A typical season for the Tigers’ slugger has generally consisted of gaudy numbers and some kind of hardware. Whether it is an MVP award, a Triple Crown, an American League pennant, Cabrera has won them all.

His biggest accomplishment may be this season—his “down” season. Here’s just a small snippet of his stats this year. I remind you, this is his “down” season.

  • His .307 line is a far cry from the his batting averages over the last five years (.348, .330, .344, .328 and .324) but only six players in the American League have a higher clip.
  • Leads the AL in doubles with 42. Only Johnathan Lucroy of the Brewers has more in Major League Baseball.
  • Has driven in 90 runs. Also a far cry considering Miggy’s RBI output the last two years (137 and 139 respectively), but only four players have more. Three of those four players would be home run mashers Mike Stanton, Jose Abreu and David Ortiz. In other words, players who get a lot of their RBIs from the long ball. Cabrera only has 17 homers this year, further showing his ability as a complete hitter (as if he needs to show that).
  • Despite his lower numbers, Cabrera still has scored only nine less runs than Angels’ wunderkind Mike Trout. I should also point out that Trout is a threat on the base paths and has speed—Cabrera doesn’t check either of those boxes.
  • Also has a top 10 rankings in the AL in OPB (ninth, .369), Slugging Percentage (tenth, .496) and OPS (eighth, .865).
  • Ranks eight in the AL in hits with 151. Players with fewer hits include Trout, Dustin Pedroia and Victor Martinez.
  • Top 10 rankings in total bases (tied for seventh, 246) and runs created (eighth, 89).
  • Only Trout and Jose Abreu have more extra base hits in the American League.
  • Only five players have reached base more times than Cabrera (206 times) in the AL.
  • Drives in the runs any way he can—leads the AL in sacrifice flies with 10.
  • Still strikes fear into opposing pitchers, he has ten intentional walks on the year. It may not be as high a number as teammate Victor Martinez’ 22, but it still shows the danger Miggy presents to pitchers.

They may not be the leaderboard leading numbers the world is used to from Cabrera, but for a “down year” they’re pretty fantastic.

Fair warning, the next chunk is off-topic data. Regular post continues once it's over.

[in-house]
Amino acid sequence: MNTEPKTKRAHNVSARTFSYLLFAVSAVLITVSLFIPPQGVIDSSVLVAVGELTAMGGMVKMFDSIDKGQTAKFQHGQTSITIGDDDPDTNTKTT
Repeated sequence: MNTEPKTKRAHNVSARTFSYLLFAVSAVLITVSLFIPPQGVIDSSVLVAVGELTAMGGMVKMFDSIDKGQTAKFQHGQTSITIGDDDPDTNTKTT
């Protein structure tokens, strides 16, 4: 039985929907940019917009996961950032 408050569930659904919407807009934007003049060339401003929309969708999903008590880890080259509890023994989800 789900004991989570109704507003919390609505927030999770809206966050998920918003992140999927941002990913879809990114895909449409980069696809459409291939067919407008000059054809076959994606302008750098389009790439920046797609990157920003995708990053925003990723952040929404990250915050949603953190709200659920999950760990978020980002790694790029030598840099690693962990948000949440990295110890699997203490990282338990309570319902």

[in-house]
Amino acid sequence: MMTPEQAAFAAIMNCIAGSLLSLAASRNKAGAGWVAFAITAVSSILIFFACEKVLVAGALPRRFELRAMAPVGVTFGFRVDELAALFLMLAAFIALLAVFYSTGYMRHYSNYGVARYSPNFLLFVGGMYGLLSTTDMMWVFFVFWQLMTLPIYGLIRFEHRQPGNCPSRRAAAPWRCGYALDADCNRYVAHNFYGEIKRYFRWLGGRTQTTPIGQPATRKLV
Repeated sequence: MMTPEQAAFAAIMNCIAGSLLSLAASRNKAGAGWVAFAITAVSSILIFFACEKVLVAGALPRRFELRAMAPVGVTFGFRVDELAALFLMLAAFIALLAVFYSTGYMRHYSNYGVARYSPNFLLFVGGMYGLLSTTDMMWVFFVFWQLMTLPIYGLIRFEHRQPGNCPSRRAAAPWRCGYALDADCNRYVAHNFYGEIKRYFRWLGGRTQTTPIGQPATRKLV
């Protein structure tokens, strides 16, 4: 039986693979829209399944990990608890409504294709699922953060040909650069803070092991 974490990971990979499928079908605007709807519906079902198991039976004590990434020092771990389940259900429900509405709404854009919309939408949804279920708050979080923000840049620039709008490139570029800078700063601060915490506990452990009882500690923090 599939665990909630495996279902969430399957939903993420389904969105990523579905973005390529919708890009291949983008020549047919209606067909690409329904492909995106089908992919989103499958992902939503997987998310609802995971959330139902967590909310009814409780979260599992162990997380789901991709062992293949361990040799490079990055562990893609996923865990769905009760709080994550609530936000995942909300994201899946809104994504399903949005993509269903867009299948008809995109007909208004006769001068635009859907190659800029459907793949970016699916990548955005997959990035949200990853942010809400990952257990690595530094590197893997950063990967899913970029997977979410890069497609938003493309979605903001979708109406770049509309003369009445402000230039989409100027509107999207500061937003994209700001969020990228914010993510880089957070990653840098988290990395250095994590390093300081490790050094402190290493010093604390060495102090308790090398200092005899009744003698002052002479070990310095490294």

All stats courtesy of http://www.baseball-reference.com/ unless otherwise noted.

Detroit Tigers: The Importance of Victor Martinez

As the Detroit Tigers claw their way back into the playoff picture, one player remains as important, and consistent as ever—Victor Martinez.

The man referred to as V-Mart is turning in his best season as a pro. Not only is passing previous career highs, his 26 home runs are one more than previous best and his 22 intentional walks are 10 more than he’s ever had in a season, but at times he is carrying a Tiger offense that has sputtered occasionally. With Miguel Cabrera mired in the midst of a down year (by his own high standards) and Ian Kinsler, Torii Hunter and JD Martinez struggling at times, V-Mart has been the constant presence in Detroit’s lineup.

Miguel Cabrera’s “protector” in the lineup has always been a vital position in Detroit—or in other words, a batter to hit behind Cabrera that will keep pitchers honest so they can’t simply intentionally walk the MVP and deal with a much lesser hitter.

There’ve been all kinds of hitters protecting Cabrera since the former Marlin arrived in Detroit. Ranging from Carlos Guillen to Brennan Boesch to Prince Fielder, there was certainly diversity in terms of hitter types. However, Victor Martinez has been the best of the group. It may have been a forgone conclusion before, but now it should be set in stone.

Martinez is a complete hitter. He used to catch on a full time basis before becoming a designated hitter. He’ll get the odd start at first base when Miguel Cabrera gets a day off from the field, but for the most part V-Mart is a DH. That fact may prohibit him from gaining serious traction in an MVP race, but he certainly deserves to be part of the conversation.

Once thought of as a hitter more acclimated to contact than power, Martinez has brought it in the slugging department. His 26 home runs are the most he’s ever had. His previous high was 25 and it took him 27 more games to accomplish it. And it’s not just the home runs; the former Indian’s slugging percentage is half a point higher than it’s ever been. At .555, his slugging percentage ranks fifth in the Major Leagues. Notable hitters with a lower number include David Ortiz, Jose Bautista, Paul Goldschmidt and all-worldly Miguel Cabrera.

Martinez hasn’t fallen off in terms of hitting for contact either. A quick glance at MLB’s statistical leaderboard finds the Tigers’ DH in the top 10 in batting average (second), on base percentage (sixth), OPS (third), total bases (seventh) and runs created (tied for fifth). He also is tied for tenth in the AL in hits.

You could list stats proving Victor Martinez’ worth as an elite hitter until your blue in the face, but the most telling and important stat is his strikeout to walk ratio. Most elite hitters draw a ton of walks, but they also strike out a lot. Giancarlo Stanton and Mike Trout have respective walk totals of 87 and 69. They both have more than twice as many strikeouts as they do base-on-balls.

Martinez doesn’t walk as much, he only has 54, but his strikeout total is miniscule—38. This territory isn’t new to the former Red Sox hitter; he had one more walk (75) than his strikeout total in 2009.